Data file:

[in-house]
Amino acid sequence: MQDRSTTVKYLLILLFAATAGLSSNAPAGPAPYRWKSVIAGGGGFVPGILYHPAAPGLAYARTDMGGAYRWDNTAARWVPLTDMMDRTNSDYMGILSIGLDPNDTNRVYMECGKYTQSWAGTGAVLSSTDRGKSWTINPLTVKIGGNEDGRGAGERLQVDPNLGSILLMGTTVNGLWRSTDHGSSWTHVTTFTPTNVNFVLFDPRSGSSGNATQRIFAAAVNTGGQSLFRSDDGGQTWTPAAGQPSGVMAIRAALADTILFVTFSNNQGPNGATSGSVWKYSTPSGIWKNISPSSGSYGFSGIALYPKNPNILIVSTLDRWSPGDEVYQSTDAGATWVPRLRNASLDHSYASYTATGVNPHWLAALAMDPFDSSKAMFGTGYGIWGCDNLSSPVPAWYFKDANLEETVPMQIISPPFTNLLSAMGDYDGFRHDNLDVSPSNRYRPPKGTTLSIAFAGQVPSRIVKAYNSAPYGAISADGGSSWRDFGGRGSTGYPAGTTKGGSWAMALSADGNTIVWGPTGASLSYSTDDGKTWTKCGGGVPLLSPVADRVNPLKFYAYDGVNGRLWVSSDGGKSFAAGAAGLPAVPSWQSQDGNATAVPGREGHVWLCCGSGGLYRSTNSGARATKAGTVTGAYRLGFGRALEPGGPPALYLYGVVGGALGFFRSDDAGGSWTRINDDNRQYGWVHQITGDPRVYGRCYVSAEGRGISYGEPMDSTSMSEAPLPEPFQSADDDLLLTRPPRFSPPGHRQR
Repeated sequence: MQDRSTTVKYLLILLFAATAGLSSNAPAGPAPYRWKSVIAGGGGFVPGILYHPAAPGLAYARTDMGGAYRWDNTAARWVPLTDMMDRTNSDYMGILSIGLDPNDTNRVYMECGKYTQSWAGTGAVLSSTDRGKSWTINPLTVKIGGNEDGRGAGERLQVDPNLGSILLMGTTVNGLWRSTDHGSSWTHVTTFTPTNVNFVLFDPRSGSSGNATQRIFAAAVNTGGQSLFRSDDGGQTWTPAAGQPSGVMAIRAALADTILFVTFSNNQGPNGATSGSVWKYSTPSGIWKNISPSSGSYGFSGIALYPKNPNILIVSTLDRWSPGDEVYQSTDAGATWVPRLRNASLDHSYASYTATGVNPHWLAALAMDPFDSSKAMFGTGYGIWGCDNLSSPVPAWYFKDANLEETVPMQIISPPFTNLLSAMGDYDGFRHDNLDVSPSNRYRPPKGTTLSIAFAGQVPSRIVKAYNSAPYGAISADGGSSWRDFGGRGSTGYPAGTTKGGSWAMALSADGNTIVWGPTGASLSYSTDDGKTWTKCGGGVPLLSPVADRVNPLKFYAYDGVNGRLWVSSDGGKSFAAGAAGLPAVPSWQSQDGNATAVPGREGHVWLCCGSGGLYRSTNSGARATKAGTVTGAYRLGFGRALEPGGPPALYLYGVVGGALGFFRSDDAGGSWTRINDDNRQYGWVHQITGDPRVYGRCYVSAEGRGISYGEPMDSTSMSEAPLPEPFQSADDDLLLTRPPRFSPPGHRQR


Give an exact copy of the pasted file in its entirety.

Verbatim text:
[in-house]
Amino acid sequence: MQDRSTTVKYLLILLFAATAGLSSNAPAGPAPYRWKSVIAGGGGFVPGILYHPAAPGLAYARTDMGGAYRWDNTAARWVPLTDMMDRTNSDYMGILSIGLDPNDTNRVYMECGKYTQSWAGTGAVLSSTDRGKSWTINPLTVKIGGNEDGRGAGERLQVDPNLGSILLMGTTVNGLWRSTDHGSSWTHVTTFTPTNVNFVLFDPRSGSSGNATQRIFAAAVNTGGQSLFRSDDGGQTWTPAAGQPSGVMAIRAALADTILFVTFSNNQGPNGATSGSVWKYSTPSGIWKNISPSSGSYGFSGIALYPKNPNILIVSTLDRWSPGDEVYQSTDAGATWVPRLRNASLDHSYASYTATGVNPHWLAALAMDPFDSSKAMFGTGYGIWGCDNLSSPVPAWYFKDANLEETVPMQIISPPFTNLLSAMGDYDGFRHDNLDVSPSNRYRPPKGTTLSIAFAGQVPSRIVKAYNSAPYGAISADGGSSWRDFGGRGSTGYPAGTTKGGSWAMALSADGNTIVWGPTGASLSYSTDDGKTWTKCGGGVPLLSPVADRVNPLKFYAYDGVNGRLWVSSDGGKSFAAGAAGLPAVPSWQSQDGNATAVPGREGHVWLCCGSGGLYRSTNSGARATKAGTVTGAYRLGFGRALEPGGPPALYLYGVVGGALGFFRSDDAGGSWTRINDDNRQYGWVHQITGDPRVYGRCYVSAEGRGISYGEPMDSTSMSEAPLPEPFQSADDDLLLTRPPRFSPPGHRQR
Repeated sequence: MQDRSTTVKYLLILLFAATAGLSSNAPAGPAPYRWKSVIAGGGGFVPGILYHPAAPGLAYARTDMGGAYRWDNTAARWVPLTDMMDRTNSDYMGILSIGLDPNDTNRVYMECGKYTQSWAGTGAVLSSTDRGKSWTINPLTVKIGGNEDGRGAGERLQVDPNLGSILLMGTTVNGLWRSTDHGSSWTHVTTFTPTNVNFVLFDPRSGSSGNATQRIFAAAVNTGGQSLFRSDDGGQTWTPAAGQPSGVMAIRAALADTILFVTFSNNQGPNGATSGSVWKYSTPSGIWKNISPSSGSYGFSGIALYPKNPNILIVSTLDRWSPGDEVYQSTDAGATWVPRLRNASLDHSYASYTATGVNPHWLAALAMDPFDSSKAMFGTGYGIWGCDNLSSPVPAWYFKDANLEETVPMQIISPPFTNLLSAMGDYDGFRHDNLDVSPSNRYRPPKGTTLSIAFAGQVPSRIVKAYNSAPYGAISADGGSSWRDFGGRGSTGYPAGTTKGGSWAMALSADGNTIVWGPTGASLSYSTDDGKTWTKCGGGVPLLSPVADRVNPLKFYAYDGVNGRLWVSSDGGKSFAAGAAGLPAVPSWQSQDGNATAVPGREGHVWLCCGSGGLYRSTNSGARATKAGTVTGAYRLGFGRALEPGGPPALYLYGVVGGALGFFRSDDAGGSWTRINDDNRQYGWVHQITGDPRVYGRCYVSAEGRGISYGEPMDSTSMSEAPLPEPFQSADDDLLLTRPPRFSPPGHRQR